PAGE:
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Mainframe maintenance, migration | The Manila Times


OVER the last decade, no other industry has undergone as much change as the information and technology sector.

In what feels like mere moments, systems that were once standard become obsolete, and every so often, upgrades and tweaks are required of every program and application in order to keep functioning at optimal levels.

Our lives have become about discarding everything "old" and adopting "new" methods, models and programs. However, change is never a painless process.

Industry leader Kyndryl, which is currently the world's largest provider of IT infrastructure services, also specializes in assisting companies ease into the transition from legacy systems into more modern computing systems, and it seems a reasonable assumption that such a forward-thinking company would readily recommend that clients scrap outdated systems and switch over completely to cloud-based computing, but that isn't the case at all.

As Petra Goude, the core enterprise and cloud global practice leader at Kyndryl, explained in a recent roundtable interview with local tech media, part of what makes the company so successful is that "it recognizes that drastic radical change isn't always the answer."

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Mysteries of mainframe

When businesses began relying on computers, they found that they needed a system that could handle mind-boggling amounts of data and process information at blinding speed. Thus, the mainframe was born.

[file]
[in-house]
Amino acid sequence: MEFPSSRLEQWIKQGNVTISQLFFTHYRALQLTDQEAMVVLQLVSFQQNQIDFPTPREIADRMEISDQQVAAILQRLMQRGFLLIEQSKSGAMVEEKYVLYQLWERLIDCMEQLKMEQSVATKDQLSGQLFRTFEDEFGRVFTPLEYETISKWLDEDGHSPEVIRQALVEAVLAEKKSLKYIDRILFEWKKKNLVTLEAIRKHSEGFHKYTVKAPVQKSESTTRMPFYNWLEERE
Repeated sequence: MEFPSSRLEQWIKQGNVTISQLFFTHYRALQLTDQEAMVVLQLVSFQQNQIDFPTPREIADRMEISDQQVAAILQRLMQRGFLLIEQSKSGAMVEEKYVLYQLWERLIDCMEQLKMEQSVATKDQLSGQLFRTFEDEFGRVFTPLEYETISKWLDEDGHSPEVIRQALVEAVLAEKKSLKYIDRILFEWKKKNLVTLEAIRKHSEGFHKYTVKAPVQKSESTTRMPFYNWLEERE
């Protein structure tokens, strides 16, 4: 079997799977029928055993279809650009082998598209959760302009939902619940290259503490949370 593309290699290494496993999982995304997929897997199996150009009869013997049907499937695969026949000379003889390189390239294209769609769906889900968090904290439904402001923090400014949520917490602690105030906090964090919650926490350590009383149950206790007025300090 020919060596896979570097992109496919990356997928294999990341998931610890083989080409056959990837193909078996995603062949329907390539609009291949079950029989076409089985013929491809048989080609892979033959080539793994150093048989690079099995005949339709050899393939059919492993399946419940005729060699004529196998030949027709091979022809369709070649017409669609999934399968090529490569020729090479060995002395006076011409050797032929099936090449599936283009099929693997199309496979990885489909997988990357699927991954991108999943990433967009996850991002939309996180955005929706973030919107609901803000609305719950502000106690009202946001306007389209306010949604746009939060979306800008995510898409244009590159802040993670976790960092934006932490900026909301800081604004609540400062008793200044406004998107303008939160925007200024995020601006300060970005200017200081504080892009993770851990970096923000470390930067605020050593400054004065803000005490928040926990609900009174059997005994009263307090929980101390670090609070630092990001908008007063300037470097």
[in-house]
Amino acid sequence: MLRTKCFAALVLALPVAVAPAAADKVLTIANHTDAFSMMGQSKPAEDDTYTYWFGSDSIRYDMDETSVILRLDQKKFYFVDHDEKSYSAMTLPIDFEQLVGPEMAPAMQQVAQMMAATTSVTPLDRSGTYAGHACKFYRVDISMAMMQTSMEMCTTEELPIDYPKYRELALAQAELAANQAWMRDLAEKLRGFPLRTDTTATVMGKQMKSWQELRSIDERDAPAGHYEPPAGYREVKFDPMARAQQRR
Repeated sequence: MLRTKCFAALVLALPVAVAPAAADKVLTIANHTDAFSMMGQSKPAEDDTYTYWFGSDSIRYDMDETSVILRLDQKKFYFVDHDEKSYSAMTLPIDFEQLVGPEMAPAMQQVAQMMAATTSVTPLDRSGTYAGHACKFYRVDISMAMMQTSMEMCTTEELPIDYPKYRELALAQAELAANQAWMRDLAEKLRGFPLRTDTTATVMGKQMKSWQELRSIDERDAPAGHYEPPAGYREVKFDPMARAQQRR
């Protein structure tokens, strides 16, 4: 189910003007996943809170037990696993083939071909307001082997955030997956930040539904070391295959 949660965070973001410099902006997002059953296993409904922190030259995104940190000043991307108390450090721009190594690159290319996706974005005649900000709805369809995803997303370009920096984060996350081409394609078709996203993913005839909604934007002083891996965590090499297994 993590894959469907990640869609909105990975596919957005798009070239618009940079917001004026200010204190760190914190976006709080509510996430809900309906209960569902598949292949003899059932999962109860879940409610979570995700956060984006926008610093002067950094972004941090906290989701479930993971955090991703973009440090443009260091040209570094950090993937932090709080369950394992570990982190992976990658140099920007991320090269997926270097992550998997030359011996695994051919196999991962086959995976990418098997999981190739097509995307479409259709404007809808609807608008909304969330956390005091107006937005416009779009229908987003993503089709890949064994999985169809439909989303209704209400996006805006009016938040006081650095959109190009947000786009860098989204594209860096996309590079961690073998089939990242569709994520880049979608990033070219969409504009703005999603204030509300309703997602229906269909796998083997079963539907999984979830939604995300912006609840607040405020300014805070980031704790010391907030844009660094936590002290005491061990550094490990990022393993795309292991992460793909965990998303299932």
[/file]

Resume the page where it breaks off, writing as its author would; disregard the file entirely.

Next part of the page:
The first mainframe filled an entire room and weighed roughly 5 tons. Today, mainframes can be the size of a double-door refrigerator and weigh about as much as a fully loaded car. These are still considered traditional in the IT world, and they're usually tended to by a team of technicians and programmers. Any company that keeps a large system of records, such as banks, hospitals, manufacturers and logistics companies, rely on their mainframe to store, sort, process, and offer up any and all information that goes through their system.

Goude maintained that despite the availability and viability of cloud computing and storage, there is still a place for the mainframe technology.

"The mainframe platform plays a central role in modern businesses for its reliability and stability, and it is often used to host mission-critical workloads, such as production processing and financial transactions," said Goude. "It offers deep interdependencies and comes with legacy infrastructure that has been developed and refined over decades. This complex and interconnected infrastructure can deliver enormous processing power around the clock, enabling high-volume and secure workloads. With its ability to manage large workloads efficiently and securely, the mainframe will continue to maintain its relevance especially in more regulated industries such as banking, manufacturing, and the public sector."

Goude goes on to explain that one of Kyndryl's strengths is "the ability to integrate the mainframe into the core of their clients' hybrid cloud solution strategy." Instead of pushing for cloud-native platforms, the company makes it possible for client partners to "adopt hybrid solutions that transform and modernize their mainframe environments to effectively manage costs and drive more value from their IT."